Pressure Kabul towards geopolitical neutrality
A week after the last US soldier left Afghanistan, the Taliban announced the formation of a new government in Kabul. Far from an ‘inclusive cabinet’, its roster of ministers looks partly like the Who’s Who of a global ‘Most Wanted’ list. Ultra hardliners of the Taliban’s early years who gained notoriety under its first regime back in 1996-2001 have taken centre stage. Mullah Hasan Akhund, who is on a United Nations terror blacklist for his past record, will be Prime Minister. Among other actions of the Taliban, he is said to have had a role in the 2001 destruction of the country’s giant Bamiyan Buddha statues half a year before Al-Qaeda’s terror strikes of 9/11 that led the US to oust it from power. Mullah Yaqoob, son of its then chief Mullah Omar, has been named defence minister, while Khalil Haqqani, a designated global terrorist with Al-Qaeda ties, is minister for refugees. Of top concern for India, Sirajuddin Haqqani, recognized as a proxy of Pakistan, will run the Afghan interior ministry, in spite of a $5 million bounty on his head. Mullah Abdul Ghani Baradar, who negotiated the US pullout, is deputy PM. There are other men from the Haqqani Network. No women feature.
The imprint of Pakistan’s deep state on the Afghan administration is clear. Shortly earlier, the chief of its Inter-Services Intelligence, Lieutenant-General Faiz Hameed was in Kabul with an agenda that seemed to include settling squabbles over power allotments. If that was not brazen enough, the Haqqani portfolios leave us in little doubt about the potential use of Afghan territory as ‘strategic depth’ for covert hostilities aimed at India. Pakistani forces are even reported to have provided Taliban fighters air support as they captured the country’s last hold-out of the Panjshir Valley. The US withdrawal was expected to put New Delhi in a spot, and it has. The immediate dilemma for New Delhi would be over how to engage Kabul, by which means, and at what scale. Staying aloof could jeopardize our investments and deprive us of communication channels as well as an ear to the ground, but diplomatic ties would confer on the Taliban a legitimacy they don’t deserve.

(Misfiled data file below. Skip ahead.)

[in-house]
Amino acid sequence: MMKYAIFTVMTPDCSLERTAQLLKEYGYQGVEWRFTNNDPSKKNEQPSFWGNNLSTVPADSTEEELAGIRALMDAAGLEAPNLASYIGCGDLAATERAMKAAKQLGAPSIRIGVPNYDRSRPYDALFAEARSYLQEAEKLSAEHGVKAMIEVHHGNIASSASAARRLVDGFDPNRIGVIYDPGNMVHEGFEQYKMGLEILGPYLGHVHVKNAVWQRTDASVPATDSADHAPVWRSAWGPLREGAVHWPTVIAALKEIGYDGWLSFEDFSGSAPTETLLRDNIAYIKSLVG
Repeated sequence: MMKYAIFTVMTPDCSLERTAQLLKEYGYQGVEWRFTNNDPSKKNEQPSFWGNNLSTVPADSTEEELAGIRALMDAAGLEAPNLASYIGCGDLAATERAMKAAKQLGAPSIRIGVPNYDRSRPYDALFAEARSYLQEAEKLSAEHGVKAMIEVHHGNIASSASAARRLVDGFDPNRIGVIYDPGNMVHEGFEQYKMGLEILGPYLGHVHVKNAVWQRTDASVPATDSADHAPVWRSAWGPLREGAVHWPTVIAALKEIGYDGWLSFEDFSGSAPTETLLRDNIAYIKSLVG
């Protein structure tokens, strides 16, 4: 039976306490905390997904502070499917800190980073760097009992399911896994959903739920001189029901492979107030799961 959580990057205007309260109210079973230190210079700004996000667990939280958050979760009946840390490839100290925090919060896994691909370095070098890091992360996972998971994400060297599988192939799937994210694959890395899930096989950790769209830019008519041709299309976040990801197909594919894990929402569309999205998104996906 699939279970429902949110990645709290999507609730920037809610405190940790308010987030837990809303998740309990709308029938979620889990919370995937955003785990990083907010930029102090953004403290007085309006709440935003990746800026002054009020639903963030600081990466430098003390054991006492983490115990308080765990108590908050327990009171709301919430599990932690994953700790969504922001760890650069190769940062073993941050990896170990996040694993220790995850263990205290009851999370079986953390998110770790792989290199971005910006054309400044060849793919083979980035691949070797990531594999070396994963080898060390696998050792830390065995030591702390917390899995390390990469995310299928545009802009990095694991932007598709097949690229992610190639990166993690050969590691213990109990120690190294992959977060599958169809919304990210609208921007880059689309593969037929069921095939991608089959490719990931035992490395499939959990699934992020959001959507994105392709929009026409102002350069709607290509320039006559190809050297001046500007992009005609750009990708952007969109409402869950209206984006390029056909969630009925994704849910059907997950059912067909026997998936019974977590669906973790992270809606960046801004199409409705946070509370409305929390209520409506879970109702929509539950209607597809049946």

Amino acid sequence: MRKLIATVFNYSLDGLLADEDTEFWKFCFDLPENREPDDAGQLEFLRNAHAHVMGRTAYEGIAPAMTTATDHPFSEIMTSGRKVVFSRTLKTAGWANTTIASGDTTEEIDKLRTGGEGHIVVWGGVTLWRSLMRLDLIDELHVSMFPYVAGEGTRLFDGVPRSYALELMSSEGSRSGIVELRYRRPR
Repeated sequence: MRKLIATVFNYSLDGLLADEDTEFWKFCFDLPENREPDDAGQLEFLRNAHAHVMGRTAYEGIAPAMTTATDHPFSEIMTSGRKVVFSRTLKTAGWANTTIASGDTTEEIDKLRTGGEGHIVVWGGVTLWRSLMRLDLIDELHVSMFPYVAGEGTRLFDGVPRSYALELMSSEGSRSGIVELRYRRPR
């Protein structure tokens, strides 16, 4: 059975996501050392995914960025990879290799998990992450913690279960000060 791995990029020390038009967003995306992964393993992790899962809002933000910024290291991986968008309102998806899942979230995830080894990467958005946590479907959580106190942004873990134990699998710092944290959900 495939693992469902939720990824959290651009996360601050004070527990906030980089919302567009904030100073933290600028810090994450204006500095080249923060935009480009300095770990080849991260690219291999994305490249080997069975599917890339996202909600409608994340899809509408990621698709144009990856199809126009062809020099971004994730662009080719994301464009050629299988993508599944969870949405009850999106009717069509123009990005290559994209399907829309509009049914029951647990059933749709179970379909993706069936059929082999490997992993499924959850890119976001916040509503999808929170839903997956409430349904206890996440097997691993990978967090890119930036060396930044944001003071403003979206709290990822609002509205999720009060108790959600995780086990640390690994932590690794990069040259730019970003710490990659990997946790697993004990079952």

New Delhi has responded gingerly to feelers from Kabul. Should serious multilateral talks get underway to recognize Taliban rule in lieu of commitments on their conduct, we could join the process and insist on snap-off penalties for any breach. In terms of geo-realpolitik, however, India should try pushing Afghanistan towards geopolitical neutrality, which is an idea observed to hold appeal with Afghans weary of their country being treated as a theatre of war for imperial designs. If ISI machinations serve Chinese purposes, for example, their public exposure could get in the way. While Beijing’s relations with the Taliban have surely warmed, China’s Xinjiang policy could prove thorny for both, even with ISI mediation. As for the threat of violence emanating from Afghan soil, for which plotters elsewhere may have plausible deniability, Indian agencies could perhaps impress upon Taliban leaders how terror plots go against its need of neutrality—for stability, a cause that would be set back if Indian forces were to deploy drones now being acquired for India’s defence. With armed drones hovering in the backdrop as deterrents, it may be possible to formulate a package of hard and soft incentives for Kabul not to get played by others. Such a strategy will likely be a path strewn with pitfalls. But mere spectatorship is too risky an option.